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Frontiers of Druggability

A key question in approaching a new target is whether it is possible to develop a small molecule drug that can bind. This is frequently referred to as the “druggability” of the target. Acpharis and Boston University today published an article in the Journal of Medicinal Chemistry that presents a computational method for analyzing the druggability of a target and expands the definition into a new class of targets that are “non-canonically druggable” by new classes of molecules such as macrocycles and folders.

Insights into Ligand Deconstruction by Computational Solvent Mapping

Today in the Proceedings of the National Academy of Sciences, Boston University in collaboration with Acpharis published critical insight into a long-standing question in the field of Fragment-based drug discovery (FBDD): when existing ligands are “deconstructed” into constituent fragments, often the fragments do not bind in the same place as they did in the larger ligand. This presents a crucial question for those attempting to apply FBDD; will the binding mode of my fragment be conserved when it is grown into a larger ligand?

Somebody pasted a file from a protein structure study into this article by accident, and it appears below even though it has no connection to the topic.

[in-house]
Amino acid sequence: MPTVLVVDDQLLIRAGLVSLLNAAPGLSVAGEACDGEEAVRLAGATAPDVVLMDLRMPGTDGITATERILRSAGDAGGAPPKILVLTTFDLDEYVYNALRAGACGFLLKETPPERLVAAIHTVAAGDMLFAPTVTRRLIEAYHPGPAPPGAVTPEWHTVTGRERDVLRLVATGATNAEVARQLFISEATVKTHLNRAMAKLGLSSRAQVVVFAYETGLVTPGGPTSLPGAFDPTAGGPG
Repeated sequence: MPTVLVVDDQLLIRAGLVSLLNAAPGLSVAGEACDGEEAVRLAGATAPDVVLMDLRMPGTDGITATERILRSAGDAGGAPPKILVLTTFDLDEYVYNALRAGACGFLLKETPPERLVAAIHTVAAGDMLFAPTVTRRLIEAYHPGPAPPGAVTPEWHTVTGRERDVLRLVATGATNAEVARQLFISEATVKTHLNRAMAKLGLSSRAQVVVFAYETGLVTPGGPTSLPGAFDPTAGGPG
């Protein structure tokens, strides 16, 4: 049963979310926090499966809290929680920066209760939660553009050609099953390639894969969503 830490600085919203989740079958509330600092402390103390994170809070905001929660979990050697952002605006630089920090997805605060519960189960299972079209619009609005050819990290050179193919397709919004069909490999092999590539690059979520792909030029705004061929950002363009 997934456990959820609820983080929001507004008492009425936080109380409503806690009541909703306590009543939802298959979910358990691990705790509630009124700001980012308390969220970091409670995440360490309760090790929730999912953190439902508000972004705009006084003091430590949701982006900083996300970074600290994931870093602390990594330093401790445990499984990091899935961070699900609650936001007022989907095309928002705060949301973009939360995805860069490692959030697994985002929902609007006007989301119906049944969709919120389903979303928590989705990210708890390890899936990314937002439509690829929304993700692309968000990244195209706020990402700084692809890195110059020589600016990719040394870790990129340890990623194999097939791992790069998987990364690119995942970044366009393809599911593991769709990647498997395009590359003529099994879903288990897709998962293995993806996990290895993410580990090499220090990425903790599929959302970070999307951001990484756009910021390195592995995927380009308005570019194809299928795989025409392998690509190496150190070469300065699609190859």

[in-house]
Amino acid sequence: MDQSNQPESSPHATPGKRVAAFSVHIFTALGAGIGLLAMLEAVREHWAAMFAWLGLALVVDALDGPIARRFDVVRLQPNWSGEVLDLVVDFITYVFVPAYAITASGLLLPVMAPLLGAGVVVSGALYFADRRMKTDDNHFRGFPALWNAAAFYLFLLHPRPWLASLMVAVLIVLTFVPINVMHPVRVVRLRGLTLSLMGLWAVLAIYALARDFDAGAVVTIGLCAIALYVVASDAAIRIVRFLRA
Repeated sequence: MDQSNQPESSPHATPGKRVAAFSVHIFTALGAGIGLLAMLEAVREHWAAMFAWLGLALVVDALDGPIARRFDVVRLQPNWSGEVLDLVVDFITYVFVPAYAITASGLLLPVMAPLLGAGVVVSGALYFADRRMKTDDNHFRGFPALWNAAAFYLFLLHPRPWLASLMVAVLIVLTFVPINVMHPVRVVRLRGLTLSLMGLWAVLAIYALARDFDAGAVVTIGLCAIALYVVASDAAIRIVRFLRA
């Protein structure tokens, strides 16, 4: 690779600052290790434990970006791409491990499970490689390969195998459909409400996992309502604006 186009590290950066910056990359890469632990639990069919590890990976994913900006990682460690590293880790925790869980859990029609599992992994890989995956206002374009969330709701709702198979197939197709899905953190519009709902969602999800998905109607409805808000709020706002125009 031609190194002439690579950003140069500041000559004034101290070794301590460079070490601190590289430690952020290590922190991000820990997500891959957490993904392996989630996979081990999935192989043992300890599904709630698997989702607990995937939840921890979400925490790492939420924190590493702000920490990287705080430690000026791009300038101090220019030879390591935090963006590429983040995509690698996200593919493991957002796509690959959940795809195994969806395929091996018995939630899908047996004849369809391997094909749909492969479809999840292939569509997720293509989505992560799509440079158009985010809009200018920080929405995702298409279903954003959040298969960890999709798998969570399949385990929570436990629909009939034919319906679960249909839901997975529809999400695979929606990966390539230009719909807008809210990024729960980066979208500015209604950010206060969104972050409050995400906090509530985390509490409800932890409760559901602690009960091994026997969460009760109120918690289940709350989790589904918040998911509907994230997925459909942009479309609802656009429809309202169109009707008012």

Acpharis CSO to Speak at Schrödinger User Meeting

Acpharis CSO Sandor Vajda will speak next Tuesday at Schrödinger’s Boston User Meeting on “Recent advances in protein-protein docking.” Acpharis has a strong partnership with
Schrödinger in making Piper, our protein-protein docking software, available as part of the BioLuminate Suite.

Register for the Schrödinger User Meeting